Melbourne, Victoria, Australia born 1951
Windsor (small version) [Windsor (small version) (from the Houses series 1975-77)] 1975-76 Materials & Technique: paintings, oil on canvas
In 1975, I executed a series of double paintings of the suburban houses that I had lived in whilst growing up around Melbourne. I wanted to explore beyond the single contemplative painting. At this time I was interested in the question of the original. Each house was painted in a large and a small version. The small version was painted from a photograph. The large version was painted from the small version.
The small version of each house was painted on a canvas 3 x 31/2 feet from an 8 x10-inch black-and-white photograph overlaid with a grid and carefully transposed.
The address of the house was incorporated into the painting. It’s important to say that this text was not painted over the image afterwards. The letters were marked out in lead pencil on the canvas with the grid. I was interested in what happened when the letters were located in the paint. The genesis for this idea came from observations of credits over images at the end of television shows.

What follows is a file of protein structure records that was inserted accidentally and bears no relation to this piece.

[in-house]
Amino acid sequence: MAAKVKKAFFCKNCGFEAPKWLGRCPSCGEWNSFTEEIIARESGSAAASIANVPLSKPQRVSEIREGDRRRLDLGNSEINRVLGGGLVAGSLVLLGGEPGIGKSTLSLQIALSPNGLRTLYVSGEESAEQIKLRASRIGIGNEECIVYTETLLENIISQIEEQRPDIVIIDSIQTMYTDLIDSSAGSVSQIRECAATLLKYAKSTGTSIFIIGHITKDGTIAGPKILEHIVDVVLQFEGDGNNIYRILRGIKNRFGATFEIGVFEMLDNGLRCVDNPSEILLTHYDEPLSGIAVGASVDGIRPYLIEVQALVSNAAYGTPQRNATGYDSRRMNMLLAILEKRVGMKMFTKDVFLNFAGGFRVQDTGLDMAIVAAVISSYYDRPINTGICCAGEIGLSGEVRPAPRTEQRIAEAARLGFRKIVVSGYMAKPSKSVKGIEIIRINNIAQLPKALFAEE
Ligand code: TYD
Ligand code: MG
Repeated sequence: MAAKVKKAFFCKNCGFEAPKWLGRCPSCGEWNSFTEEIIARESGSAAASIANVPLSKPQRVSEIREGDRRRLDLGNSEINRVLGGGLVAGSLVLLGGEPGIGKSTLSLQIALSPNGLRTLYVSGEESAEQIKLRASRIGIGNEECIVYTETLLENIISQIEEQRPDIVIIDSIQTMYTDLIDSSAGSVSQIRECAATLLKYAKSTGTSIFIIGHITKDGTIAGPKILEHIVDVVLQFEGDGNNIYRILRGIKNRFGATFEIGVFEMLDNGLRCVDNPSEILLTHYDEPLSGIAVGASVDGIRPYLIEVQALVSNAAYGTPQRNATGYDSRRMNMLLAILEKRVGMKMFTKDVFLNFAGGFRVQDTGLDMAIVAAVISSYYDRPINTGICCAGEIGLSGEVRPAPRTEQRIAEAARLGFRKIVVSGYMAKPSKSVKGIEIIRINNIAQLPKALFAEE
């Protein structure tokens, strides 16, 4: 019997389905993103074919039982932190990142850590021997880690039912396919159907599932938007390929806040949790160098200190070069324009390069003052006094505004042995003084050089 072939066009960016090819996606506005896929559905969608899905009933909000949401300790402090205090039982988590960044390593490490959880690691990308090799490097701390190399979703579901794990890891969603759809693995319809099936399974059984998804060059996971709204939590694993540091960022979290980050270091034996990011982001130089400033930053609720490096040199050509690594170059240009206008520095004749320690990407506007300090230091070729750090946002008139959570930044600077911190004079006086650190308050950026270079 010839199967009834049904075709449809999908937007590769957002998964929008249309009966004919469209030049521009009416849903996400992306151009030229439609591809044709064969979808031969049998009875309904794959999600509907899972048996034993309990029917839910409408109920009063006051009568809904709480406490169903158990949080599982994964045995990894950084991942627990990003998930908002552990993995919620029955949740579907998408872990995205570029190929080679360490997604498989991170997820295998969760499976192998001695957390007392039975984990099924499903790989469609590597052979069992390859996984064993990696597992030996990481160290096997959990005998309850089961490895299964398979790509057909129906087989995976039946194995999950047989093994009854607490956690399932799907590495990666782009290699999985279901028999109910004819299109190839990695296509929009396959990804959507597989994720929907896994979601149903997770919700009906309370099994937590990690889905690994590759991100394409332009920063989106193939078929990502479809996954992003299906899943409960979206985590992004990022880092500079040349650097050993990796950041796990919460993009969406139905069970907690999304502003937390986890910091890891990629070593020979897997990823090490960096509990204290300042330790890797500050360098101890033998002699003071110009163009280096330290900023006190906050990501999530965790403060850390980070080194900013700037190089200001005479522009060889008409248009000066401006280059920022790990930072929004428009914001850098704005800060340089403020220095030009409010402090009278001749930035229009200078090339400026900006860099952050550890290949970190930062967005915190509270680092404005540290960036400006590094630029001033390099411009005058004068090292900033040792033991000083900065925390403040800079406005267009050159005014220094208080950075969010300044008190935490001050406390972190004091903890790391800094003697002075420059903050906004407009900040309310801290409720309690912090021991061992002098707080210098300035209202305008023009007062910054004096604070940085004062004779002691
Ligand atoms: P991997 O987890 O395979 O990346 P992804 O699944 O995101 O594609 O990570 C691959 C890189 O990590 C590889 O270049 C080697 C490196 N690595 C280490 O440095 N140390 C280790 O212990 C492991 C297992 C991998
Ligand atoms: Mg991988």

On completion, a photograph of the small painting was gridded up in approximately 1-inch squares and a much larger painting was done from that. The brush marks became more abstract. Although the personal meaning for me was essential as a motivation, the concerns behind the painting were located with artists such as Joseph Kosuth, Malcolm Morley, Jasper Johns and some of the American super-realists. The ‘permission’ to use such personal imagery was connected to arts feminism discourse I was engaged with at the time generated from the United States.
It is interesting to look back now, 25 years on, to see that working with text and image continues to be what interests me, even though my work has taken various forms since.
Jenny Watson 2002
Text © National Gallery of Australia, Canberra 2010
From: Anne Gray (ed), Australian art in the National Gallery of Australia, National Gallery of Australia, Canberra, 2002